Some 25,000 body bags have been sent to the New Orleans area, as authorities begin to recover the dead in the city.
The official death toll stands at 83 in the city, including 30 elderly people found in a flooded nursing home. But thousands are feared to have died.
Bodies remain in the stagnant flood waters as health fears grow for up to 10,000 people still in the city.
Three people are also known to have died from contaminated flood water, in the aftermath of Hurricane Katrina.
They are believed to have contracted infections after coming into contact with cholera-related bacteria.
New Orleans' mayor has ordered the forced evacuation of the city, which used to have a population of 450,000.
A temporary morgue in a town about 70 miles (113km) away is preparing to handle 5,000 corpses.
A state health official told the Associated Press he did not know how many bodies to expect.
The mayor of New Orleans, Ray Nagin, has said the death toll could reach 10,000.
Fuel and sewage
Police and soldiers have been going from house to house to encourage those still in the stricken city to leave.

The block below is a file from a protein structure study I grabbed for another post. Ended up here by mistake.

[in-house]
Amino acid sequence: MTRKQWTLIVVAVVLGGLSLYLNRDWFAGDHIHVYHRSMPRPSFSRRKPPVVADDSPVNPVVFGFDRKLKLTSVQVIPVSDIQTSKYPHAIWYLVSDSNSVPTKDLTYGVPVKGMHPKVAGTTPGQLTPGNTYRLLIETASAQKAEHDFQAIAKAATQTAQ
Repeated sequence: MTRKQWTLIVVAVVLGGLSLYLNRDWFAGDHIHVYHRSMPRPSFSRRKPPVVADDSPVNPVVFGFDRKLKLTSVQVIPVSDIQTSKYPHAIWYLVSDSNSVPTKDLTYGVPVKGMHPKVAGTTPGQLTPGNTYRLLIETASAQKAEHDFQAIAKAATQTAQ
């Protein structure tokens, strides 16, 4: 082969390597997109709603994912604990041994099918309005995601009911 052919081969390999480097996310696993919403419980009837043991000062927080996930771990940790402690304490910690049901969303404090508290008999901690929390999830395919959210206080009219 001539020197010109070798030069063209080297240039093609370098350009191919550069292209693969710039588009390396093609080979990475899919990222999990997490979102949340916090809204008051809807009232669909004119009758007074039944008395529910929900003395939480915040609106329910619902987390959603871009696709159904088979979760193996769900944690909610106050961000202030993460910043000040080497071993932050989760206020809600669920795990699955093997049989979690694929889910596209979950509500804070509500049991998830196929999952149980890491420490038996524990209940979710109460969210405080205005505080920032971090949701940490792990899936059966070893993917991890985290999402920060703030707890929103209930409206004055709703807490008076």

Many householders are fearful of losing their possessions if they go, after reports of widespread looting.
"I haven't left my house in my life," 86-year-old Anthony Charbonnet told AP.
"I don't want to leave."
The BBC's Daniela Relph in New Orleans says police do not want to drag people out - but warn that they are prepared to do so in the face of a growing public health risk.
As water is pumped out of New Orleans, the diminishing flood reveals dead bodies, raw sewage, fuel and rusting vehicles.
The US Environmental Protection Agency says the floodwaters contain unsafe levels of E.coli and other bacteria as well as high levels of lead.
The city's authorities have urged anyone left in the city to avoid all contact with water.
"This water is not going away any time soon," disease control official Julie Gerberding told reporters.
US Vice-President Dick Cheney is due to visit the region hit by last week's hurricane.
More than 110 people are known to have died in the state of Mississippi. Hundreds of thousands from the devastated areas are living in temporary shelters in Texas and other states.
President George W Bush is to ask Congress for an extra $51.8bn to fund relief efforts.
The money - on top of $10bn that has already been granted - is destined for rescue efforts, clean drinking water, and public health needs.
Presidential and Congressional plans for inquiries into how the disaster was handled have been questioned by the opposition Democrats, who have raised the idea of an independent commission.
President Bush said on Tuesday he would lead an investigation himself as two Senate committees began separate inquiries.
Meanwhile, it has emerged that some 400,000 jobs could be lost this year because of the hurricane.
The Congressional Budget Office estimate comes as the economic impact of Katrina is put at more than $100bn (£55bn).